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An alternative explanation for the distribution of highly siderophile elements in the Earth

Nicolas Dauphas, Laurie Reisberg, Bernard Marty
Geochemical Journal, Vol. 36, No. 5, P. 409-419, 2002

ABSTRACT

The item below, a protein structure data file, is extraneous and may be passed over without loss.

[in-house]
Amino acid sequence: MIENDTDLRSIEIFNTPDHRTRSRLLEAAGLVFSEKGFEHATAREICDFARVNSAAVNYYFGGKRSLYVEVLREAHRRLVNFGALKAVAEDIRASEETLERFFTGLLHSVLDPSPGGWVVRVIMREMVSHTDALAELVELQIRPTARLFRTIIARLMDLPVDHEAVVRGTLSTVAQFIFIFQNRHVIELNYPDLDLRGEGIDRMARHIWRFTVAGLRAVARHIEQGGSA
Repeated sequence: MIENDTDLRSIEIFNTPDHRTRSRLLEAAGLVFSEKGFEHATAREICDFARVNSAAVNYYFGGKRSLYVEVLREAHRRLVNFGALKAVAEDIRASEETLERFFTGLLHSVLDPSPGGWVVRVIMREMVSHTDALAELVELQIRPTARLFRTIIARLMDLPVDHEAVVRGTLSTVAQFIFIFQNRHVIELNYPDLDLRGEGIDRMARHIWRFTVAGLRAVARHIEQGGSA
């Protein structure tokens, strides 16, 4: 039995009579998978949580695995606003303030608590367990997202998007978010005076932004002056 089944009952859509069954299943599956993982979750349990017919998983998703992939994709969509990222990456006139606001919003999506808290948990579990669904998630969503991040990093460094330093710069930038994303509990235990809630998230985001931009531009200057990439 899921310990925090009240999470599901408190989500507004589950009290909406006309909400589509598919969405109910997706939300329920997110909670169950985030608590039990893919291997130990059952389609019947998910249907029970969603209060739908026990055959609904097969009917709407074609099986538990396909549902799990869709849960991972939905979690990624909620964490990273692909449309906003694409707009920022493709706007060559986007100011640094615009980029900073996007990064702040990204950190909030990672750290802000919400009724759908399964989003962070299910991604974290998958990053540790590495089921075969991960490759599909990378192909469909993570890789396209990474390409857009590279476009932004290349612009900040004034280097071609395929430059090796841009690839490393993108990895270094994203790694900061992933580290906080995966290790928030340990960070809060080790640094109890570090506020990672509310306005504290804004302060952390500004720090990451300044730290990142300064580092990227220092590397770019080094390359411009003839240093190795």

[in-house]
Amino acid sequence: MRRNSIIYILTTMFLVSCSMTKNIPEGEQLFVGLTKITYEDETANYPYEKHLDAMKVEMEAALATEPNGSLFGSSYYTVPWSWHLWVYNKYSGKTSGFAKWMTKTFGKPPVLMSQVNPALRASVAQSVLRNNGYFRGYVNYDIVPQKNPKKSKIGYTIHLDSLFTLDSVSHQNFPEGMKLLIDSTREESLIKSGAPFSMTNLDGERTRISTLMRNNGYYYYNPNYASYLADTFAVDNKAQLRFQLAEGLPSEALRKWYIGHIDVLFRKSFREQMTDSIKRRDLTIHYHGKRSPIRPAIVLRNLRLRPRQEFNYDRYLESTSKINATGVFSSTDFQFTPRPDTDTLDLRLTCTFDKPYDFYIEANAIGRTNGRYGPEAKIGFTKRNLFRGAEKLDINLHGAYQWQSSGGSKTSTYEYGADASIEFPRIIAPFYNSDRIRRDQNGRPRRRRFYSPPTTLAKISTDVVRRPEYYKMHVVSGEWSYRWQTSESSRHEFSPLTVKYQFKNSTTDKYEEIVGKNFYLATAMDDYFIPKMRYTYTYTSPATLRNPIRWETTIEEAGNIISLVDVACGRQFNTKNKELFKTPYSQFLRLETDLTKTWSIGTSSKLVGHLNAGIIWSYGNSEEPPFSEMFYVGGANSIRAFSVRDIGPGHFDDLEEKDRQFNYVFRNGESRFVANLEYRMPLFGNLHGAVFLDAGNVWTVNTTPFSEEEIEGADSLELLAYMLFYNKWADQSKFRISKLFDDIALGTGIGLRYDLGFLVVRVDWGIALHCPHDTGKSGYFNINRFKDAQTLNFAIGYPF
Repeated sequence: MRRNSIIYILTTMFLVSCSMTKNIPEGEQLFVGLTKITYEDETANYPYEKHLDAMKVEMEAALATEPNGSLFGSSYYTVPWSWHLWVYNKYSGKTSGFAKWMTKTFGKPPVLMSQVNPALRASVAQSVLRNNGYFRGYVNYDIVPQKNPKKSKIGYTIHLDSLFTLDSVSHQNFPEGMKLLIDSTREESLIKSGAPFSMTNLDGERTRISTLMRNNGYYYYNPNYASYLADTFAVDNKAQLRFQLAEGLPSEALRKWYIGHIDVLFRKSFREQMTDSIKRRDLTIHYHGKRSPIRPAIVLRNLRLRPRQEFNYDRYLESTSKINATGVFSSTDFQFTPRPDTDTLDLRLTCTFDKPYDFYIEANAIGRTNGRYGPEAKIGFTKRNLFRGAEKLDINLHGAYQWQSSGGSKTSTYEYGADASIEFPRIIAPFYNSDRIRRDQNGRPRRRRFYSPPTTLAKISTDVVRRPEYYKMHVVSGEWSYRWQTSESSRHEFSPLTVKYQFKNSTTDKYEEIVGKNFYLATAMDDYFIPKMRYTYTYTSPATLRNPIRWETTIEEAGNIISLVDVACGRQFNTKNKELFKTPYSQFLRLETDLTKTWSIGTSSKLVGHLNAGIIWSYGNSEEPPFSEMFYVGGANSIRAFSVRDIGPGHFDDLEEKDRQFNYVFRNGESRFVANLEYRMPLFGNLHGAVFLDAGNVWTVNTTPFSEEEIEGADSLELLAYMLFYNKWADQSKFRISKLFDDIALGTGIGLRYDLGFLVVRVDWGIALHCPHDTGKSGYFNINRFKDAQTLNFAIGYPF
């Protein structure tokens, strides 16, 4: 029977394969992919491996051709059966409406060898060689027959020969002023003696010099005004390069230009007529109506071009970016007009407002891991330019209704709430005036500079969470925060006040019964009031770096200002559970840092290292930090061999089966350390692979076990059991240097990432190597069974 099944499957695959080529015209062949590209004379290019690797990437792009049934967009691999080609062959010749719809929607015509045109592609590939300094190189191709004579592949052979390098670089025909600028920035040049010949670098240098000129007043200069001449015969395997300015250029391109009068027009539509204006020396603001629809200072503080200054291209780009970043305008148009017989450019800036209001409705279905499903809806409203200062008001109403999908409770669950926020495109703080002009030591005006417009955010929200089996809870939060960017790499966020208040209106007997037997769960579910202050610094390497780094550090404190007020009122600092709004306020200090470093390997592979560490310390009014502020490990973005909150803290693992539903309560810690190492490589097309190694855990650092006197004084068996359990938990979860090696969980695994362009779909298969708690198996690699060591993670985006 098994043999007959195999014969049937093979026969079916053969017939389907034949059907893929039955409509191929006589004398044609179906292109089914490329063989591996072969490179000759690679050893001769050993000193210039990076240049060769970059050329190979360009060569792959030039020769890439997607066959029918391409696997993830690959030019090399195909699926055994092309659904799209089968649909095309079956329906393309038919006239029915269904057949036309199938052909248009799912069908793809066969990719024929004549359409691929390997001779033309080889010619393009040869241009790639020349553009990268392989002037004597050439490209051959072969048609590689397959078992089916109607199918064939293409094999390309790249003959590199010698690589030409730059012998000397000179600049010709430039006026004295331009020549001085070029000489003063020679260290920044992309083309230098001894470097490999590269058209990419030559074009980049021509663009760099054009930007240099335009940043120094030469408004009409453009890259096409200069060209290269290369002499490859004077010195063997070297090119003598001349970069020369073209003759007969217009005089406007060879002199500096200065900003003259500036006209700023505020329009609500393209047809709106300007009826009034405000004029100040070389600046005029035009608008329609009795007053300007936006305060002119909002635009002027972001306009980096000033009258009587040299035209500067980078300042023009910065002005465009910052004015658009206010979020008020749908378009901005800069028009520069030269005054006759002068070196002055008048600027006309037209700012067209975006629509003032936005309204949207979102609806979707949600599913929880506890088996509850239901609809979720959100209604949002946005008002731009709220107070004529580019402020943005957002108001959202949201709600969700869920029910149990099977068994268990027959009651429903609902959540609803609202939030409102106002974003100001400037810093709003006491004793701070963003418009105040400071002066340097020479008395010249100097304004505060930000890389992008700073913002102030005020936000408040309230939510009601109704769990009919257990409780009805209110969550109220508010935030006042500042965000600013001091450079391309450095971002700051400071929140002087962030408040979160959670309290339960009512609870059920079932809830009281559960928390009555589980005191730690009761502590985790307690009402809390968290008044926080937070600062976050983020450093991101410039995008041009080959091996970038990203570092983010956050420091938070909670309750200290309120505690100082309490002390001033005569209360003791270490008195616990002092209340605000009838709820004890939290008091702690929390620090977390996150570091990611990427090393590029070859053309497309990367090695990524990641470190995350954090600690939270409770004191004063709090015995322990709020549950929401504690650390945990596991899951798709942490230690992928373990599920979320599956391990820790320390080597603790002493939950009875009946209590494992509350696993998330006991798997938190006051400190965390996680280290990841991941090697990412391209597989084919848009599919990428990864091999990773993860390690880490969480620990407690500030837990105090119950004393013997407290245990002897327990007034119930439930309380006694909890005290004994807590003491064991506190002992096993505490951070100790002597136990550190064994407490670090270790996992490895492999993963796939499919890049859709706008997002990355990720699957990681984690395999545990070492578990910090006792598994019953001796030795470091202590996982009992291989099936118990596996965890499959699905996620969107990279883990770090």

The presence of highly siderophile elements (Ru, Rh, Pd, Re, Os, Ir, Pt, and Au) in the mantle has been a long standing enigma in the Earth sciences. Highly siderophile elements exhibit extremely low silicate/metal partition coefficients and so should have partitioned into the core, leaving the mantle depleted and fractionated compared with precursor material. Late accretion of undifferentiated material after completion of core formation may have overprinted the residue inherited from metal-silicate equilibrium partitioning. Here, we present a model based on the osmium isotopic composition of the mantle that sheds new light on the distribution of highly siderophile elements in Earth. As the Earth grew from the accretion of chondritic material of unspecified nature, gravitational and radioactive heating permitted early segregation of metal from silicate. This resulted in fractionation of highly siderophile element abundances in the residual mantle relative to chondritic abundances. After completion of core formation, the model supposes that a late carbonaceous veneer delivered biogenic and highly siderophile elements to the Earth. This late veneer was mixed inhomogeneously with the fractionated residue left over after core formation. Part of the deep mantle was isolated early from shallow convection and thus preserved primordial noble gas and highly siderophile element signatures. In this scenario, the contrast between the 187Os/188Os ratio of the carbonaceous late veneer and that of fertile lherzolites places strict constraints on the coupled silicate/metal partition coefficients of Re and Os (DRe = 1.6 ± 1.2 × 10-4 + DOs). Similarly, the high 187Os/188Os and 186Os/188Os ratios observed in certain plumes impose restrictions on the coupled silicate/metal partition coefficients of Pt and Os (DPt = 8.0 ± 6.2 × 10-4 + DOs)

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